The state of contemporary journalism is widely regarded as defective by consumers and critics representing a broad diversity of opinion. It seems that the media has no constituency defending its professional lethargy and its reliance on sensationalism and melodrama.
The past few weeks have provided comprehensive instructions on how to be an utterly frivolous and ineffective news industry. When Americans are desperate for information about pressing issues concerning jobs, the economy, health and Medicare, and national security, they are left wanting as the major news enterprises dump loads of salacious gossip, celebrity gaffes, and lurid tales of criminal miscreants. Just trying to be heard over the caterwaul of crapola that passes for news is an Olympian feat. If it isn’t a lewd lawmaker (Anthony Weiner) flooding the airwaves, it’s a murderous mom (Casey Anthony), one of thousands of murderers, but the only one that seems to garner any attention.
Recent surveys have shown that the media is not covering the issues that the people are most interested in. The audience has made its preference clear: they want substance, not sleaze. But the media tone-deafness was demonstrated exquisitely when all three cable news networks cut away from Nancy Pelosi, the Democratic Leader of the House of Representatives, after she informed them that she would only be addressing questions regarding jobs and the economy, and not Rep. Weiner. As is becoming routine, a non-news personality summed it up best by playing a video clip of CNN’s Wolf Blitzer expressing his reluctance to cover the titillating trivialities of the day:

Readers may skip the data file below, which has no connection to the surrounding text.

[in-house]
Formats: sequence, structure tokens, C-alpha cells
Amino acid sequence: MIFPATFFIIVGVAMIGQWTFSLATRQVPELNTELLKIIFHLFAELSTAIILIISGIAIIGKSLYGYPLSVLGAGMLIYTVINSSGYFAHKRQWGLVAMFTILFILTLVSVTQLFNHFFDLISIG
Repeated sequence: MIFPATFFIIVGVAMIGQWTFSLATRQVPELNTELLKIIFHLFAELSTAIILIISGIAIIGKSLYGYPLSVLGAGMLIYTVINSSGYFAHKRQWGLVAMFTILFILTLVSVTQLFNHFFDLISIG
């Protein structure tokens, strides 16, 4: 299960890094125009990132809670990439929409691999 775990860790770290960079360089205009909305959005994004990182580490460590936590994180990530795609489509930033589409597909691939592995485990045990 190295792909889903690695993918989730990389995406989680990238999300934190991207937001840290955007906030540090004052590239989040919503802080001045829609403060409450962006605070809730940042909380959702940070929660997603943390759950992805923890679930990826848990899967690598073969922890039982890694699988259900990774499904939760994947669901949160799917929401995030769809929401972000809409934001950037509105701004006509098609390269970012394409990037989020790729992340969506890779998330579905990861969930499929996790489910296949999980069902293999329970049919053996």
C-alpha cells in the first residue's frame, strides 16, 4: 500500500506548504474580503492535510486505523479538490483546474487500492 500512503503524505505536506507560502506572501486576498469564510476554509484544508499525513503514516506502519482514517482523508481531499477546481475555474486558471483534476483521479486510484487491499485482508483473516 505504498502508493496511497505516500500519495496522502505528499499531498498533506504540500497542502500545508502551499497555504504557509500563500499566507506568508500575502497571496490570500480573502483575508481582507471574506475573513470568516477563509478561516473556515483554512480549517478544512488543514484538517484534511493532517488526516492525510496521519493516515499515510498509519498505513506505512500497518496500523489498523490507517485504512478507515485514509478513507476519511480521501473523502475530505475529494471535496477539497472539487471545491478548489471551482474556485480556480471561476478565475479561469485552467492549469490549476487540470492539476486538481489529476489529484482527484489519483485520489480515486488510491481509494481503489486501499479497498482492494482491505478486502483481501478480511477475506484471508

Wolf Blitzer: We’ve covered these kinds of stories, It’s not a pleasure for us. It’s not something we look forward to. I’d much rather be discussing economic issues, jobs, the future of Medicare, national security issues, than talking about this.
Jon Stewart: [Incredulously] What’s stopping you?!
In an effort to enhance the public’s access to the stories that actually impact their lives, I am offering this tutorial on how to get appropriate coverage of the critical matters that face our nation. It is not enough to be brilliantly articulate about a position or to make a coherent case for a policy. You must grab the attention away from the media whores and their enablers in the press corps. Here is how to do just that in a handy shareable infographic guide:
Now get out there and make some news.